An artificial lawn is also a great method for adding a touch of green to any sized garden without increasing maintenance and upkeep. 

However, if you’re reluctant to ditch your lawn for an artificial one, you could save time by investing in a robot lawnmower, which will do all the hard work for you.

TrafficMaster Fescue Multipurpose Green Artificial Grass Turf: $27 per ft @ Home Depot

TrafficMaster Fescue Multipurpose Green Artificial Grass Turf: $27 per ft @ Home Depot This artificial turf is 12ft  wide and is sold by length. With a 1.5 inch pile and multi-color bades the turf looks like real grass. It is suitable for domestic and commercial use and is safe for children and pets.

4. Opt for low-maintenance plants

Perennial flowers in bloom in summer

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“High-maintenance plants require a lot of care and attention to keep your garden looking fresh,” says Mclaughlin, “so switching to self-sufficient succulents and perennials means that your plants are taking care of themselves while you relax.”

Self-sufficient succulents are versatile plants that can survive in a variety of climates. They can also be left to their own devices, as they are drought tolerant and their thick, fleshy leaves store water. Perennials return every year, which means they won’t need removing or replanting. They also tend to have longer root systems than annuals, which makes them more drought-resistant and less reliant on regular watering.

Another aspect to look out for when buying new plants is how fast they grow — because the faster they grow, the more likely they will need pruning back more regularly. For this reason, Mclaughlin suggests, “If you’re still finding your feet when it comes to gardening, slow-growing shrubs require less pruning compared to other plants, and drought-tolerant plants are perfect for forgetful gardeners, as they can withstand dry soil levels.”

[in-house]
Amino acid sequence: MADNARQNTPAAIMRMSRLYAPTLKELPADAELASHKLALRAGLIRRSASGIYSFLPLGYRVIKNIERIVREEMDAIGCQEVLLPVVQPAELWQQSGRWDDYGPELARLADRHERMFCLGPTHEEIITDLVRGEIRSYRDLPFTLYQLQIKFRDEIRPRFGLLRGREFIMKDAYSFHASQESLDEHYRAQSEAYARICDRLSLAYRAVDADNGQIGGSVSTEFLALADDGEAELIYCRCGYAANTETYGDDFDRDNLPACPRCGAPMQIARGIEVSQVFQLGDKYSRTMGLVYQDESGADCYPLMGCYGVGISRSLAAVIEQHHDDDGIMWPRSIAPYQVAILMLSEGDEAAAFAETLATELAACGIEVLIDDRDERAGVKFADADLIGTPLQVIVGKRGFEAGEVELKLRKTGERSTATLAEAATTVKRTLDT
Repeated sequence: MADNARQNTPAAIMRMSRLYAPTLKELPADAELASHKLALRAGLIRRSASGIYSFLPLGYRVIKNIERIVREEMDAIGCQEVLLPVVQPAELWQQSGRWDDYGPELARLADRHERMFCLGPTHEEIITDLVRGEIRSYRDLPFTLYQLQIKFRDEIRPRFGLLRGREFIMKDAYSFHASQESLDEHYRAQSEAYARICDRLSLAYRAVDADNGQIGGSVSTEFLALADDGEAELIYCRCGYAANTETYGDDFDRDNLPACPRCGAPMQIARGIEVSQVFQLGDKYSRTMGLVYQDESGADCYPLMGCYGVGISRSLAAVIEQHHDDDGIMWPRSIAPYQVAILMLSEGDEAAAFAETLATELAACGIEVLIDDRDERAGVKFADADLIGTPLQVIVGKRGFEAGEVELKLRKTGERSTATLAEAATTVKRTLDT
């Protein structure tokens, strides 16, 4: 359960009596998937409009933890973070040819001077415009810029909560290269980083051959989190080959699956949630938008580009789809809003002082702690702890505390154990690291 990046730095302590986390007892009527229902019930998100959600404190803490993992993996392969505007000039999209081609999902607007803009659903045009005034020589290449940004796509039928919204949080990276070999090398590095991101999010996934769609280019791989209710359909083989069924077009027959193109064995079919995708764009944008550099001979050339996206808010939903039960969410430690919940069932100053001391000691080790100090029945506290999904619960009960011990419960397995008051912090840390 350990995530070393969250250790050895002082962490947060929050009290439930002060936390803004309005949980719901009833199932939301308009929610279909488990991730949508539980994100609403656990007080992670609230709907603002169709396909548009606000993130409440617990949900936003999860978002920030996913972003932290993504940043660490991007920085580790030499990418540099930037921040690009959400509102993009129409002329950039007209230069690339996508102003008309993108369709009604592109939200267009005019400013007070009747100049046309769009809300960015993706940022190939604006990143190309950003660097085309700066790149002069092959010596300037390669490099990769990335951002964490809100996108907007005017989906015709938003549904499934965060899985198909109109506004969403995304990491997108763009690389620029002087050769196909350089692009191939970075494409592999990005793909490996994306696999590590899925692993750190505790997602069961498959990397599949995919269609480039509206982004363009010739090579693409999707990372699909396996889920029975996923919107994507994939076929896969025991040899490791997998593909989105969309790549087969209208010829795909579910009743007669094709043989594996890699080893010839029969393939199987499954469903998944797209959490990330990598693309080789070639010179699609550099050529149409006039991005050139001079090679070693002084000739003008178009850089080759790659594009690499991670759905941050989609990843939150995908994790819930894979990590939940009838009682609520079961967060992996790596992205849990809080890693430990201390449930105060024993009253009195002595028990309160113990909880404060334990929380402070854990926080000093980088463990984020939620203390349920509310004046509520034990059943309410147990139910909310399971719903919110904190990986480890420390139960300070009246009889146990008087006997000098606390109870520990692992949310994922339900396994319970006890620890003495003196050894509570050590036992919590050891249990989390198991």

Top tip when buying plants
Before heading off to your local plant nursery, make sure you know what soil type you have — it’s the foundation of your garden and the underlying reason why a plant might thrive or underperform. Also, know where you’ll position your new plants — will they be in full sun, partial shade or shade? With this knowledge, you’ll be able to choose the right plant for the right place and save time and money by getting the basics right.

5. Raise your beds

Railway sleeper raised beds planted with vegetables

(Image credit: Shutterstock)

“Railway sleepers make the perfect material for raised beds, adding a modern or rustic touch to your garden space depending on treatment type,” says Mclaughlin.

As an extra tip, he advises using weed-free soil in your raised beds to make up-keep even easier, “Whether reusing the soil from other areas of the garden or obtaining new soil it should be ensured that the soil is free of weeds or any other contaminants.”

I’ve used railway sleepers in my own garden and like their rustic aesthetic. But instead of using them for raised beds, they form a divide across the length of my narrow garden — creating a step from the gravel area immediately outside my house up to my raised lawn. 

Mclaughlin also suggests that sleepers are ideal to use if you have a small garden and plan to create a vertical garden that grows upwards, where you can add trellis or use fencing to support the plants.

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Camilla Sharman
Staff Writer, Homes

Camilla Sharman has worked in publishing and marketing for over 30 years and has covered a wide range of sectors within the business and consumer industries both as a feature, content, and freelance writer.  

As a business journalist, Camilla has researched articles for many different sectors from the jewellery industry to finance and tech, charities, and the arts. Whatever she’s covered, she enjoys delving deep and learning the ins and out of different topics, then conveying her research within engaging content that informs the reader. In her spare time, when she’s not in her kitchen experimenting with a new recipe, you’ll find her keeping fit at the gym. In the pool, stretching at a yoga class, or on a spin bike, exercise is her escape time. She also loves the great outdoors and if she’s not pottering about in her garden, she’ll be jumping on her bike for a gentle cycle ride.